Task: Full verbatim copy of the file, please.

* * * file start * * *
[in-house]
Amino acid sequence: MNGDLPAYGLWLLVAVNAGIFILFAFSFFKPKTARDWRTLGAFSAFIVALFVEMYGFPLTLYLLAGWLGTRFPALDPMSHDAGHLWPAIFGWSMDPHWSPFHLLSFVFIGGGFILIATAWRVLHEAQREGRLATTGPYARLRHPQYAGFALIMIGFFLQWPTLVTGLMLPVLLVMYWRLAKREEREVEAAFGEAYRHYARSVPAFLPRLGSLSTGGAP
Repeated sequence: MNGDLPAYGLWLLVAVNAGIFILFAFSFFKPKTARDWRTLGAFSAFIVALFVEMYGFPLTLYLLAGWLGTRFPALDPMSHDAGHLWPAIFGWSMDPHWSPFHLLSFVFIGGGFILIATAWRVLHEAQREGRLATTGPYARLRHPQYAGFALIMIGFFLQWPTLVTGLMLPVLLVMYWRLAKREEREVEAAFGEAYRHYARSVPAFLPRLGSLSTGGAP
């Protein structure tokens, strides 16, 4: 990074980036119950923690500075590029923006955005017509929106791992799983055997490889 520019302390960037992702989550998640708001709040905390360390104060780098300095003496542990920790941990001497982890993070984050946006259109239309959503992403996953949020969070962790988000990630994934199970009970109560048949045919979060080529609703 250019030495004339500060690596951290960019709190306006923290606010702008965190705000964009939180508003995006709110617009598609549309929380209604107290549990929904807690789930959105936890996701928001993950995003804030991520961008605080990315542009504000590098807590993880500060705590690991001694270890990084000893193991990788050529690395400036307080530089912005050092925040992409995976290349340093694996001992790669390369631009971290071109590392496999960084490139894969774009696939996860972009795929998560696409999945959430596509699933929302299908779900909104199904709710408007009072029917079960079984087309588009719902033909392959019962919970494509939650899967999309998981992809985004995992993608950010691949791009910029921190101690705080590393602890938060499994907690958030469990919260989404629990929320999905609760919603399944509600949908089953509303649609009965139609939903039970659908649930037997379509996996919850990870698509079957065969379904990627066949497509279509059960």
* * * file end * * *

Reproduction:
[in-house]
Amino acid sequence: MNGDLPAYGLWLLVAVNAGIFILFAFSFFKPKTARDWRTLGAFSAFIVALFVEMYGFPLTLYLLAGWLGTRFPALDPMSHDAGHLWPAIFGWSMDPHWSPFHLLSFVFIGGGFILIATAWRVLHEAQREGRLATTGPYARLRHPQYAGFALIMIGFFLQWPTLVTGLMLPVLLVMYWRLAKREEREVEAAFGEAYRHYARSVPAFLPRLGSLSTGGAP
Repeated sequence: MNGDLPAYGLWLLVAVNAGIFILFAFSFFKPKTARDWRTLGAFSAFIVALFVEMYGFPLTLYLLAGWLGTRFPALDPMSHDAGHLWPAIFGWSMDPHWSPFHLLSFVFIGGGFILIATAWRVLHEAQREGRLATTGPYARLRHPQYAGFALIMIGFFLQWPTLVTGLMLPVLLVMYWRLAKREEREVEAAFGEAYRHYARSVPAFLPRLGSLSTGGAP
């Protein structure tokens, strides 16, 4: 990074980036119950923690500075590029923006955005017509929106791992799983055997490889 520019302390960037992702989550998640708001709040905390360390104060780098300095003496542990920790941990001497982890993070984050946006259109239309959503992403996953949020969070962790988000990630994934199970009970109560048949045919979060080529609703 250019030495004339500060690596951290960019709190306006923290606010702008965190705000964009939180508003995006709110617009598609549309929380209604107290549990929904807690789930959105936890996701928001993950995003804030991520961008605080990315542009504000590098807590993880500060705590690991001694270890990084000893193991990788050529690395400036307080530089912005050092925040992409995976290349340093694996001992790669390369631009971290071109590392496999960084490139894969774009696939996860972009795929998560696409999945959430596509699933929302299908779900909104199904709710408007009072029917079960079984087309588009719902033909392959019962919970494509939650899967999309998981992809985004995992993608950010691949791009910029921190101690705080590393602890938060499994907690958030469990919260989404629990929320999905609760919603399944509600949908089953509303649609009965139609939903039970659908649930037997379509996996919850990870698509079957065969379904990627066949497509279509059960």